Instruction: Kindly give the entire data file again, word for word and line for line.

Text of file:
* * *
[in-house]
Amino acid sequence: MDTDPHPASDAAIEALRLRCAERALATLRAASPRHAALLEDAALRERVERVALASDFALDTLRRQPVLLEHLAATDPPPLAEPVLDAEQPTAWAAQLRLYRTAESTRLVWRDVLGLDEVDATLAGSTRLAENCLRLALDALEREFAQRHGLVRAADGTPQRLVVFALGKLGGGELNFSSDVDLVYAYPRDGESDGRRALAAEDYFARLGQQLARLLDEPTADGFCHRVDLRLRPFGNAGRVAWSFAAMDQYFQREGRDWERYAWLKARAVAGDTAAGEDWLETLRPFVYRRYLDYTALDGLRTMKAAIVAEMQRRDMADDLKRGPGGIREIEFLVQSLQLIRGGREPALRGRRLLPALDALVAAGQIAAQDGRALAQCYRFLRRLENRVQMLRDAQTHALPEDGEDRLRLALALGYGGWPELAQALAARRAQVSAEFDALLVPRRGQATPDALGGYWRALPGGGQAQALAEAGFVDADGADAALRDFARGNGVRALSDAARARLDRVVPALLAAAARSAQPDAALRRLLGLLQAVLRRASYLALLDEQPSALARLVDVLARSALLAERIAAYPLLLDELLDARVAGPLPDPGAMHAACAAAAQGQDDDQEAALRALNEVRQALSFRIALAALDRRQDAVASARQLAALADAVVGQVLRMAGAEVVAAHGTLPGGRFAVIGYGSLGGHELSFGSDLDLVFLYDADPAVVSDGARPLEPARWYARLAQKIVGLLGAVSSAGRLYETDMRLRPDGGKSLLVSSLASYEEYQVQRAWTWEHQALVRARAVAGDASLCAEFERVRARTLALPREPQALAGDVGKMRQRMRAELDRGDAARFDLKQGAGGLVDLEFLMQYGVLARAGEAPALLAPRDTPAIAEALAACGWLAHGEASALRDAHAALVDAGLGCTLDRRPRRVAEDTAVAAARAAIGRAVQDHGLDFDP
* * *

[in-house]
Amino acid sequence: MDTDPHPASDAAIEALRLRCAERALATLRAASPRHAALLEDAALRERVERVALASDFALDTLRRQPVLLEHLAATDPPPLAEPVLDAEQPTAWAAQLRLYRTAESTRLVWRDVLGLDEVDATLAGSTRLAENCLRLALDALEREFAQRHGLVRAADGTPQRLVVFALGKLGGGELNFSSDVDLVYAYPRDGESDGRRALAAEDYFARLGQQLARLLDEPTADGFCHRVDLRLRPFGNAGRVAWSFAAMDQYFQREGRDWERYAWLKARAVAGDTAAGEDWLETLRPFVYRRYLDYTALDGLRTMKAAIVAEMQRRDMADDLKRGPGGIREIEFLVQSLQLIRGGREPALRGRRLLPALDALVAAGQIAAQDGRALAQCYRFLRRLENRVQMLRDAQTHALPEDGEDRLRLALALGYGGWPELAQALAARRAQVSAEFDALLVPRRGQATPDALGGYWRALPGGGQAQALAEAGFVDADGADAALRDFARGNGVRALSDAARARLDRVVPALLAAAARSAQPDAALRRLLGLLQAVLRRASYLALLDEQPSALARLVDVLARSALLAERIAAYPLLLDELLDARVAGPLPDPGAMHAACAAAAQGQDDDQEAALRALNEVRQALSFRIALAALDRRQDAVASARQLAALADAVVGQVLRMAGAEVVAAHGTLPGGRFAVIGYGSLGGHELSFGSDLDLVFLYDADPAVVSDGARPLEPARWYARLAQKIVGLLGAVSSAGRLYETDMRLRPDGGKSLLVSSLASYEEYQVQRAWTWEHQALVRARAVAGDASLCAEFERVRARTLALPREPQALAGDVGKMRQRMRAELDRGDAARFDLKQGAGGLVDLEFLMQYGVLARAGEAPALLAPRDTPAIAEALAACGWLAHGEASALRDAHAALVDAGLGCTLDRRPRRVAEDTAVAAARAAIGRAVQDHGLDFDP